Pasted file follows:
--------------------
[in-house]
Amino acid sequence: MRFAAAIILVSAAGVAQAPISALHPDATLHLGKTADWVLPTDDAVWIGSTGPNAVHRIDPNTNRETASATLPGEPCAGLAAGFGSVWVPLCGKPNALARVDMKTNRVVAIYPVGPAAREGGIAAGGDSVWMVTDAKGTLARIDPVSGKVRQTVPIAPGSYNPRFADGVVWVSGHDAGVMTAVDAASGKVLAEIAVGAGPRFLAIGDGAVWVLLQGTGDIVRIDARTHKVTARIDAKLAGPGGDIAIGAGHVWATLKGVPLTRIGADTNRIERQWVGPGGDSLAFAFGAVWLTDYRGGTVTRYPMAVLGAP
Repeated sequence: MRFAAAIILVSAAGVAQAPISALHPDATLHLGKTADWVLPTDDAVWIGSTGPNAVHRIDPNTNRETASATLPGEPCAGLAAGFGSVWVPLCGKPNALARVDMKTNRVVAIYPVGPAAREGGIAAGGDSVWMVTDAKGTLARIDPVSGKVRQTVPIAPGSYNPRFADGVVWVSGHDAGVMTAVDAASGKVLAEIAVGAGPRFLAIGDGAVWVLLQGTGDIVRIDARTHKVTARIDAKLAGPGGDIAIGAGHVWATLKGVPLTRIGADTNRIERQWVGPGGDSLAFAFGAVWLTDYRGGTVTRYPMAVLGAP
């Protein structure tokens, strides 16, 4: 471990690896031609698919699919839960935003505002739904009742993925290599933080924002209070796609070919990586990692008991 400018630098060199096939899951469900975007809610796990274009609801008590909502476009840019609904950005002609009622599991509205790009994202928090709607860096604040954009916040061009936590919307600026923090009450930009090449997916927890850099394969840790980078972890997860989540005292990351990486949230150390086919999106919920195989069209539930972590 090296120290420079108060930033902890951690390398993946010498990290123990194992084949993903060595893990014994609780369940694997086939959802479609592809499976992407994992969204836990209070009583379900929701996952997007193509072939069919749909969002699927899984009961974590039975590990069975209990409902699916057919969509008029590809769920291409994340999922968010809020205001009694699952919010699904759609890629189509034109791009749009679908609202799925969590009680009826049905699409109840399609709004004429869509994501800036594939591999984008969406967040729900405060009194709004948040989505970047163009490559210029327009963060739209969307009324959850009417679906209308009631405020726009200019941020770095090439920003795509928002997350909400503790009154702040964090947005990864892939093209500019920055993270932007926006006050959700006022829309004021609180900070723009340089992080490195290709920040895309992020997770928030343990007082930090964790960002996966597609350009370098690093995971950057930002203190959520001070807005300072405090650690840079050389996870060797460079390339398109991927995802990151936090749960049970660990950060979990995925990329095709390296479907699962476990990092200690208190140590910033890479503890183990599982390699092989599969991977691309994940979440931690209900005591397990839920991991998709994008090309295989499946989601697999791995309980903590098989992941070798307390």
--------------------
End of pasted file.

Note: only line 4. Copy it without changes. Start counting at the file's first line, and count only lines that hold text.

């Protein structure tokens, strides 16, 4: 471990690896031609698919699919839960935003505002739904009742993925290599933080924002209070796609070919990586990692008991 400018630098060199096939899951469900975007809610796990274009609801008590909502476009840019609904950005002609009622599991509205790009994202928090709607860096604040954009916040061009936590919307600026923090009450930009090449997916927890850099394969840790980078972890997860989540005292990351990486949230150390086919999106919920195989069209539930972590 090296120290420079108060930033902890951690390398993946010498990290123990194992084949993903060595893990014994609780369940694997086939959802479609592809499976992407994992969204836990209070009583379900929701996952997007193509072939069919749909969002699927899984009961974590039975590990069975209990409902699916057919969509008029590809769920291409994340999922968010809020205001009694699952919010699904759609890629189509034109791009749009679908609202799925969590009680009826049905699409109840399609709004004429869509994501800036594939591999984008969406967040729900405060009194709004948040989505970047163009490559210029327009963060739209969307009324959850009417679906209308009631405020726009200019941020770095090439920003795509928002997350909400503790009154702040964090947005990864892939093209500019920055993270932007926006006050959700006022829309004021609180900070723009340089992080490195290709920040895309992020997770928030343990007082930090964790960002996966597609350009370098690093995971950057930002203190959520001070807005300072405090650690840079050389996870060797460079390339398109991927995802990151936090749960049970660990950060979990995925990329095709390296479907699962476990990092200690208190140590910033890479503890183990599982390699092989599969991977691309994940979440931690209900005591397990839920991991998709994008090309295989499946989601697999791995309980903590098989992941070798307390």